Source: structuredretailproducts.com, up to end March 2021
The above table and chart were published in April’s Tricio Monthly insights. They showed the estimated sales and average notional size per issue for UK retail structured products have been dropping since 2017. I discussed some reasons in April’s Monthly Insights, including the difficult pricing environment that affects product terms. Decrement index, mentioned in my previous blog, is one innovation that banks introduced to address this issue.
Many industry participants and product providers were arguing that as central banks keep interest rates low, the pricing environment will not improve back to pre-2017 levels for a while. What the UK structured product market needs is more innovations that improve the headline rate to address investors’ needs for returns.
Market participants pin their hopes on innovations because historically, significant growth in the structured product market was driven by game-changing innovations. When I first got involved in structured products for UK retail investors in 1996, the innovation was to package capital protected products in tax free investment wrappers, which started the structured product market for retail investors. At the turn of the millennium, banks came up with new ways to issue structured notes as a bond in which returns are taxed as capital gains rather than income. These capital gains tax (CGT) notes helped to reduce costs in launching a product. This in turn resulted in the rise of independent plan managers in distributing structured notes issued by different banks to investors.
In 2002/2003, the first “autocall” or “kick out” product was launched. This innovation addressed the investors’ reluctance to lock their money in a structured product for several years. Now, investors can get their initial capital back plus gains before the maturity date if the underlying index (or indices) stays flat or even drops slightly. This strategy can be very useful for advisers in managing pension draw-down to minimum the impact of future market performance on timing of the draw-down (‘sequencing risk’). Kick out products also fit the commercial needs of the banks and product providers from reinvestments after a product has matured early (“kicked out”).
There are other innovations that I have not mentioned – I hope to cover them in future blogs and podcasts. Apart from kick out strategies, most of these game-changing innovations have little to do with just product terms improvement. They were not driven by smart derivative strategies or new underlying indices. Instead, their successes were due to the genuine alignment of all stakeholders interests in the distribution chain: from banks, product providers, plan managers, platforms advisers to end investors.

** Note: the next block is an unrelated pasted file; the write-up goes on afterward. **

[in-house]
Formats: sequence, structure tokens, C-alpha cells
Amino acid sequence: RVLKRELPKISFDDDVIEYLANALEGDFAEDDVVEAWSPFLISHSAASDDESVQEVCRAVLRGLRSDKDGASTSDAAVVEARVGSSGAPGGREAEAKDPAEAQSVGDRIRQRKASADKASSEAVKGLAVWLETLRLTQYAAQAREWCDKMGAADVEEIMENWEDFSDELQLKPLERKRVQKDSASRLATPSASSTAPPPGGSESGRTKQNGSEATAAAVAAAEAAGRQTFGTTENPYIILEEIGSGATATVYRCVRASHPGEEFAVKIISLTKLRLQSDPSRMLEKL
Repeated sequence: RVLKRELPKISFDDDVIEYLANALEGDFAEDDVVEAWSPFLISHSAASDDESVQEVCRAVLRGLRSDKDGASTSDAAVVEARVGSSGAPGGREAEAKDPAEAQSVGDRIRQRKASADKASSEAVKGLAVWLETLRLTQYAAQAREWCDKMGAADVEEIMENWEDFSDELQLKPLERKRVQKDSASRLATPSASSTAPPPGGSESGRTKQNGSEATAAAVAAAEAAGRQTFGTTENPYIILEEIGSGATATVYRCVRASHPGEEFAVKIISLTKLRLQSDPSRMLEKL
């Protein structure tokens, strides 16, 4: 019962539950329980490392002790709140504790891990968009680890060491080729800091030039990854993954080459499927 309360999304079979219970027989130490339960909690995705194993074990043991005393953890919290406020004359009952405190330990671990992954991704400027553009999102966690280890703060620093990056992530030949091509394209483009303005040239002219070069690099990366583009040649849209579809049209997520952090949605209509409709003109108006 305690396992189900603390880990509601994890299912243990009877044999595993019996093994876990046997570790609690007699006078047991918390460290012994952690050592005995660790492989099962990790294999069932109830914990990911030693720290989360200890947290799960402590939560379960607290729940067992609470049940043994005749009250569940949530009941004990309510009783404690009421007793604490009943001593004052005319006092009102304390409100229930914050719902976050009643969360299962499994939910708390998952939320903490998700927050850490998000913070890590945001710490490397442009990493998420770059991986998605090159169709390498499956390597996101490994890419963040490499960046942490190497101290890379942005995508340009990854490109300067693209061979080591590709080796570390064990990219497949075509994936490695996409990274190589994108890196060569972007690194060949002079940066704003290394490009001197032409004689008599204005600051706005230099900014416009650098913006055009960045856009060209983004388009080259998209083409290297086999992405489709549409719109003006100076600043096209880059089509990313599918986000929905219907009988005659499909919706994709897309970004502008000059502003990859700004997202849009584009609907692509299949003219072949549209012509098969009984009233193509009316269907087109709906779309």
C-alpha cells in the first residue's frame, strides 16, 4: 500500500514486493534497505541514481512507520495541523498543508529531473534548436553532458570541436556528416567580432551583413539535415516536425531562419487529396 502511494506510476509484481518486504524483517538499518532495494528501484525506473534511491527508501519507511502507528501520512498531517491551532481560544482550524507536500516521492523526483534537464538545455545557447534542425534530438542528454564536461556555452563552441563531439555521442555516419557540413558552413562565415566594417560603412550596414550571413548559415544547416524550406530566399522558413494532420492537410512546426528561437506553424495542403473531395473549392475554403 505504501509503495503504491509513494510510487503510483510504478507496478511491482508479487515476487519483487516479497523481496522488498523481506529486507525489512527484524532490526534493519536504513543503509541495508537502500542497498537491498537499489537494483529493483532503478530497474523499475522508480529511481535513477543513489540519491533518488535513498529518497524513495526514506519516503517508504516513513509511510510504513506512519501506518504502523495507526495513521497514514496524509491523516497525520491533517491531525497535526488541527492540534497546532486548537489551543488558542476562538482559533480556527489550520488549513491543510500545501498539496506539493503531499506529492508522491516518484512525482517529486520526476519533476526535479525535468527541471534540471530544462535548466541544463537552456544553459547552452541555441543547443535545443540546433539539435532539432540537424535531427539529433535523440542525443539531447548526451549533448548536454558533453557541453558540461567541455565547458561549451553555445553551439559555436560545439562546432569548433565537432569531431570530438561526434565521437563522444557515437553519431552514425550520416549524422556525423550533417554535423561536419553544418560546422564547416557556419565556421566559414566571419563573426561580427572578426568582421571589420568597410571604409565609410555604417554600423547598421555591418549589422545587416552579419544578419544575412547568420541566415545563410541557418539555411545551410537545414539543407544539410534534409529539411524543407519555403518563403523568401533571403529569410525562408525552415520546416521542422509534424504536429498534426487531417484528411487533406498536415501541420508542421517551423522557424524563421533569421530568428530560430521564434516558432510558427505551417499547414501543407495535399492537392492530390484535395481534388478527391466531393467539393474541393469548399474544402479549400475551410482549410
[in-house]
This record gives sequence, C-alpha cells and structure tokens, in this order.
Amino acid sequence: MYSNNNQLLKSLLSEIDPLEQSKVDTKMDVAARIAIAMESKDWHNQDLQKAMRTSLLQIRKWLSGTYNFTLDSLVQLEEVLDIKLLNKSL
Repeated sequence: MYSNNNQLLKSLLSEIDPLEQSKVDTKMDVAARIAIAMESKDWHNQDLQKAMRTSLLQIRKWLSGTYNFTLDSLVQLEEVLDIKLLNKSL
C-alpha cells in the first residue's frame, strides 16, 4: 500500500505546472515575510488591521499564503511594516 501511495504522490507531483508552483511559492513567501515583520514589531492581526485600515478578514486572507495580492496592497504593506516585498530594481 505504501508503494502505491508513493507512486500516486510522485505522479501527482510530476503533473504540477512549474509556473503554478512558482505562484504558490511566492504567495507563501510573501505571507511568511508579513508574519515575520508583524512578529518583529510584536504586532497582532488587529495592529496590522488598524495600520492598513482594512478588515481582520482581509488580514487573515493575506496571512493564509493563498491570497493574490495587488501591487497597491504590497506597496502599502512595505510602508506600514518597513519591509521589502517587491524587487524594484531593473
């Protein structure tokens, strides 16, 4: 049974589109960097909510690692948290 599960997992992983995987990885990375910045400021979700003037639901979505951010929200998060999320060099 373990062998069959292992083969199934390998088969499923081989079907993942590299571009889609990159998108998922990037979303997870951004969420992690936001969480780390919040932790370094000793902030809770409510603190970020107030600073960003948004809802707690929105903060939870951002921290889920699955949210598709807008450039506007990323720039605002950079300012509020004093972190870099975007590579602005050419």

The next game-changing innovation will be driven by technology
So, what will be the next big game-changing innovation? There is always a possibility for a ground breaking payout strategy like kick out to emerge. But I think the more likely innovation is not driven by derivatives or financial engineering, but by technology.
Today, there are plenty of online investment platforms that allow you to invest in mainstream investments, whether you are advised or self-investing. Some even allow you to buy or sell funds, investment trusts and shares easily on your smart phone. This is not the case in structured products in the UK. Many industry participants will say that is because of regulatory requirements, where structured products are often offered to advised clients only. But in this situation, isn’t the smart use of technology the way to make things easier for both advisers and investors? Using technology to help distribution will reduce costs. A lower cost means better product terms for end investors.
For product providers and plan managers, one of the biggest risks is under-selling (or over-selling) a structured product that they have underwritten where the price has gone down (or up). Technology can help them monitor the sales pipeline better, which in turn can help them to manage this risk better. This sale risk can be reduced further by shortening the offer period of the product, which is possible when more technology is used to process investments.
Structured products are often used by investors to express their market views. Kick out is a good example –getting a return even if the market stays flat or slightly down. One can also build structured products around investment themes that the investors believe in, with some degree of control over downside risk to their capital. Such bespoke or customised structured products are common in private banks, but are not offered to retail investors as they don’t have the investment size like private bank clients. Again, technology can help by pooling smaller orders together for the banks, aggregating and managing the risks across all these small customised products more effectively.
Lastly, technology could allow banks and distributors to engage investors and advisers who have not yet considered (or reconsidered) structured products in their portfolios. Possibilities include online educational materials on structured products, live chats with product specialists, and seamless integration with other common investment platforms to help those who avoid structured products due to operational issues. By engaging these new potential clients, we can do more than preventing the structured product pie from shrinking. We can start growing the pie again.
James Chu CFA
Head of Investment Solutions